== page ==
Data flow

To simulate "Game of Life", we allocate two images of 64x64 RGBA8. First, one image is initialized with initial state, and from here there is a ping-pong where image N is updated, while reading from image 1 - N.

After updating image N, the main thread will sample from image N. Before async compute updates the same image index N again, it must wait for graphics queue to complete. With the double buffer in play, the async queue can run ahead for a little while and it will be mostly stalled by graphics queue.

The sequential flow of the rendering is something like, assuming two timeline semaphores A and G:

  • Async compute write image 1.

  • Async compute signal A = 1.

  • Graphics wait A = 1.

  • Graphics read image 1.

  • Graphics signal G = 1.

  • Async compute wait A = 1. (Could use pipeline barrier of course, but hey!)

  • Async compute write image 0.

  • Async compute signal A = 2.

  • Graphics wait A = 2.

  • Graphics read image 0.

  • Graphics signal G = 2.

  • Async compute wait G = 1. (Resolve write-after-read hazard)

  • Async compute wait A = 2. (Could use pipeline barrier of course, but hey!)

  • Async compute wait host A = 1. (Wait for command buffer to retire so we can re-record it!)

  • Async compute write image 1.

  • Async compute signal A = 3.

  • Graphics wait A = 3.

  • Graphics read image 1.

  • Graphics signal G = 3.

And so on …​ With out of order signal, we can end up observing this order of submissions instead.

  • Async compute write image 1.

  • Async compute signal A = 1.

  • Async compute wait A = 1.

  • Async compute write image 0.

  • Async compute signal A = 2.

  • Async compute wait G = 1. (Out of order submission, queue progress is stalled, but we can keep recording)

  • Async compute wait A = 2.

  • Async compute wait host A = 1.

  • Async compute write image 1.

  • Async compute signal A = 3.

  • Graphics wait A = 1.

  • Graphics read image 1.

  • Graphics signal G = 1. (Unblocks queue forward progress)

  • Graphics wait A = 2.

  • Graphics read image 0.

  • Graphics signal G = 2.

  • Graphics wait A = 3.

  • Graphics read image 1.

  • Graphics signal G = 3.

When submitting out of order, it is important that you don’t just submit work way ahead of where the GPU actually is, since the latency becomes extremely large. The natural place to keep submission explosion under control here is the place where we wait for the timeline on host, since we need to re-record command buffers anyways.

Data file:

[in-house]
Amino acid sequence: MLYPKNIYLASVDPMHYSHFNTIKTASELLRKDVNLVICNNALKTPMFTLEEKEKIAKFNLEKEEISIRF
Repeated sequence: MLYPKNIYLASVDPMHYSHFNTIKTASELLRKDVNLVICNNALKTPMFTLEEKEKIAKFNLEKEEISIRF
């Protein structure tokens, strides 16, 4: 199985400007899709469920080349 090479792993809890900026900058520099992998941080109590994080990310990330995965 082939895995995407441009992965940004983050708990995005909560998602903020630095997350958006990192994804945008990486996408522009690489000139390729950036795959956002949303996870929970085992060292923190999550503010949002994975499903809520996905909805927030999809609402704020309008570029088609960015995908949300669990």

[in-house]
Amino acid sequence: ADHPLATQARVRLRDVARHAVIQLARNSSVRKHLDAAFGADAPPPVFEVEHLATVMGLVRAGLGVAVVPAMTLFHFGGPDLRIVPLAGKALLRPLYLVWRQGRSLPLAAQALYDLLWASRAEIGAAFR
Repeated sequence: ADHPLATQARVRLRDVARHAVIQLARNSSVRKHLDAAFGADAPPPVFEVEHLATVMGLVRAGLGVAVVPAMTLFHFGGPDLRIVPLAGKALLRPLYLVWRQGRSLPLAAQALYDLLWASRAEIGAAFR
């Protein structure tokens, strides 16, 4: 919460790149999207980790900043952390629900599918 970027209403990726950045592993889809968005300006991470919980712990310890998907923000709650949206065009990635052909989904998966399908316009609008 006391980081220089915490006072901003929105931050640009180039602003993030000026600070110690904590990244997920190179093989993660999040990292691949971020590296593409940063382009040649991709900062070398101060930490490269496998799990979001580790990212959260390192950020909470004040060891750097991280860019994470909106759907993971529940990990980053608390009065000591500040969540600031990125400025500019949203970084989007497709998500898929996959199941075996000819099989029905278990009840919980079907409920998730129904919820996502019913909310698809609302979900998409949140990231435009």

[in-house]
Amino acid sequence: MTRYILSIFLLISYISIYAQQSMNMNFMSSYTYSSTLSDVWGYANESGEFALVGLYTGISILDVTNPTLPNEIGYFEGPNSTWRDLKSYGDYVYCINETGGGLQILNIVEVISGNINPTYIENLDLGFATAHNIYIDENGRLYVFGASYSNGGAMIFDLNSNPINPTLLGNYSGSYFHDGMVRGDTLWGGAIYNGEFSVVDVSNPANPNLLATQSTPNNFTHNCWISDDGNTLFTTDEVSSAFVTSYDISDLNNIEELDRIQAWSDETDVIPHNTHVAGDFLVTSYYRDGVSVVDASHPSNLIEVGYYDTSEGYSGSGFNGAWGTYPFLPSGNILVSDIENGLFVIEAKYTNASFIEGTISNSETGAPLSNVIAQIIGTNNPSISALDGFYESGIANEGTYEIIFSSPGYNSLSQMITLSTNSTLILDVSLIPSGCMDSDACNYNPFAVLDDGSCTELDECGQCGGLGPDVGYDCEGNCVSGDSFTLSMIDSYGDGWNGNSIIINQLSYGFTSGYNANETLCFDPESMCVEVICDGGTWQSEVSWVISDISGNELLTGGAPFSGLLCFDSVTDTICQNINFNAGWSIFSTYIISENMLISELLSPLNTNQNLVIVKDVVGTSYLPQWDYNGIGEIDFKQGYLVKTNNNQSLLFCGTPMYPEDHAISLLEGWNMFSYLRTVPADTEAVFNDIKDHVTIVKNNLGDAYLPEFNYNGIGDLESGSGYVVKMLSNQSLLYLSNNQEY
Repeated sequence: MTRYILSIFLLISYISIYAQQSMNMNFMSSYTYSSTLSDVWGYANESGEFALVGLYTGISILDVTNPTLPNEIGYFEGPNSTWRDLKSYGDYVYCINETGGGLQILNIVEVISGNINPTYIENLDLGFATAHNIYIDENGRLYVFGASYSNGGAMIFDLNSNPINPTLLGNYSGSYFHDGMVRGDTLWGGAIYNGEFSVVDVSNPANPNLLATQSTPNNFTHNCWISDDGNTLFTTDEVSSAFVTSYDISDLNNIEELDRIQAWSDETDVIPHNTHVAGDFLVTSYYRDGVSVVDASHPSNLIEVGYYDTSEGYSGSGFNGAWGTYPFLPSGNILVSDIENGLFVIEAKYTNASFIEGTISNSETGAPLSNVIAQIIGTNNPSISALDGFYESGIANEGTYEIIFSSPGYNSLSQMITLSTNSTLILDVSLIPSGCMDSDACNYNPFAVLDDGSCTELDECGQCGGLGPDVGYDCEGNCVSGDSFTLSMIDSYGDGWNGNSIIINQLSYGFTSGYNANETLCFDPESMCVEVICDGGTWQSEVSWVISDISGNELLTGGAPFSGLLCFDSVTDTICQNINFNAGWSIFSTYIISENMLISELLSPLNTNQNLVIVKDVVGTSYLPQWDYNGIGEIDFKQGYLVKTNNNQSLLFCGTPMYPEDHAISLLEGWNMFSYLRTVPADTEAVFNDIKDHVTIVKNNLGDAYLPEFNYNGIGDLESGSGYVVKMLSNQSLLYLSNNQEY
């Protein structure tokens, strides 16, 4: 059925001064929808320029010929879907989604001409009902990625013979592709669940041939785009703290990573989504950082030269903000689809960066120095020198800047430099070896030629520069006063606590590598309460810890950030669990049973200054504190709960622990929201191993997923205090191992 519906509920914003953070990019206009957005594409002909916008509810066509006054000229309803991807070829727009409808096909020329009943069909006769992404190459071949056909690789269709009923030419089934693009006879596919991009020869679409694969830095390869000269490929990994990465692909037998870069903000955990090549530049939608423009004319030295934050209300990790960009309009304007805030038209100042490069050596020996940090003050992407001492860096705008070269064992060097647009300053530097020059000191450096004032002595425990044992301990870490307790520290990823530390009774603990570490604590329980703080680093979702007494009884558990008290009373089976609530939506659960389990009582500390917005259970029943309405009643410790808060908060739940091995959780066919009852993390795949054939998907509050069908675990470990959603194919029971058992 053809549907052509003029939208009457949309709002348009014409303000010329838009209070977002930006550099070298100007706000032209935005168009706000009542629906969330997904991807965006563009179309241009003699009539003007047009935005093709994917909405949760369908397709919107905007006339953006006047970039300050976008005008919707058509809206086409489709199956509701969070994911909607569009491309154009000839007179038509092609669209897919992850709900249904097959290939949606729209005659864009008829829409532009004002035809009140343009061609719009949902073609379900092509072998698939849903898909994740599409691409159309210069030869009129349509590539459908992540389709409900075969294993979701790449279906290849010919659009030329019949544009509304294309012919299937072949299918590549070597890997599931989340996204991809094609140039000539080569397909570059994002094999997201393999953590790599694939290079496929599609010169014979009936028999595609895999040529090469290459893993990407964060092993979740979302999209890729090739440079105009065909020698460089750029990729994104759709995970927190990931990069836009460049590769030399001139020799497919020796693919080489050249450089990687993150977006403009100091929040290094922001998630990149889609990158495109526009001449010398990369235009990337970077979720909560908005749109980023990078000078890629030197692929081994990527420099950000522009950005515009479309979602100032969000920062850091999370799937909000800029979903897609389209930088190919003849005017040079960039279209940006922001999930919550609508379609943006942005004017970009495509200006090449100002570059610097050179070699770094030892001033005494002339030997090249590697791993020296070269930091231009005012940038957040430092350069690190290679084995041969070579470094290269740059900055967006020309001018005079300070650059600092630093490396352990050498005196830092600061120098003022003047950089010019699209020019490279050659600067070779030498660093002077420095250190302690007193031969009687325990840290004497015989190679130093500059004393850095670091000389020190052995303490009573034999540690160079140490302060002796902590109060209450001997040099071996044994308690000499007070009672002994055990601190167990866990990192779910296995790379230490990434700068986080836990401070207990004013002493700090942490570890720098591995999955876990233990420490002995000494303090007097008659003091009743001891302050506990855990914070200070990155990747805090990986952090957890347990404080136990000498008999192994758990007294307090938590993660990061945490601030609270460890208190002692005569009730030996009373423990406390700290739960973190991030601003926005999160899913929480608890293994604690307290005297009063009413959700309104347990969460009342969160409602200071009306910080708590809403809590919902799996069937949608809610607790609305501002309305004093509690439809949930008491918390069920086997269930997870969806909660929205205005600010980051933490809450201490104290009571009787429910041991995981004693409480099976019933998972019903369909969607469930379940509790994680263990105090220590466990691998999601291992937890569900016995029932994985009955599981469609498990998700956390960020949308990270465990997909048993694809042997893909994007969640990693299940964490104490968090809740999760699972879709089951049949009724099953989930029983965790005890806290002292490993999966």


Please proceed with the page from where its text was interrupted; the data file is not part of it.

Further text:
Avoiding deadlocks in vkDeviceWaitIdle

When submitting out-of-order we end up in a situation where a queue cannot see any forward progress until another queue submits. Calling vkDeviceWaitIdle at this point triggers a deadlock of the application since vkDeviceWaitIdle will never finish, as there is one queue which cannot make forward progress. While calling vkDeviceWaitIdle, you cannot call vkQueueSubmit due to external synchronization rules.

Instead, just wait for timeline semaphores on host to "drain" the GPU, or if you must use API calls, use vkQueueWaitIdle and only wait on queues which you need.

Avoiding deadlocks when tearing down worker thread

Similar to vkDeviceWaitIdle, when tearing down the application, an out-of-order submission might be waiting on work which never comes, and that queue becomes deadlocked. To alleviate this, we can make use of host signalling of timeline semaphores to unblock everything in one fell swoop.

From TimelineSemaphore::finish():

// Draining queues which submit out-of-order can be quite tricky, since QueueWaitIdle can deadlock for threads which want to run ahead.
// If we call Submit waiting for a semaphore which is yet to be signalled,
// QueueWaitIdle will not finish until a signal in another thread happens.
// Here's an approach we can use to safely tear down the queue.

// Drain the main thread timeline.
// The async queue might be stalled waiting on the main queue to finish rendering a future frame which it never completes,
// but we might never hit that count, since we're tearing down the application now.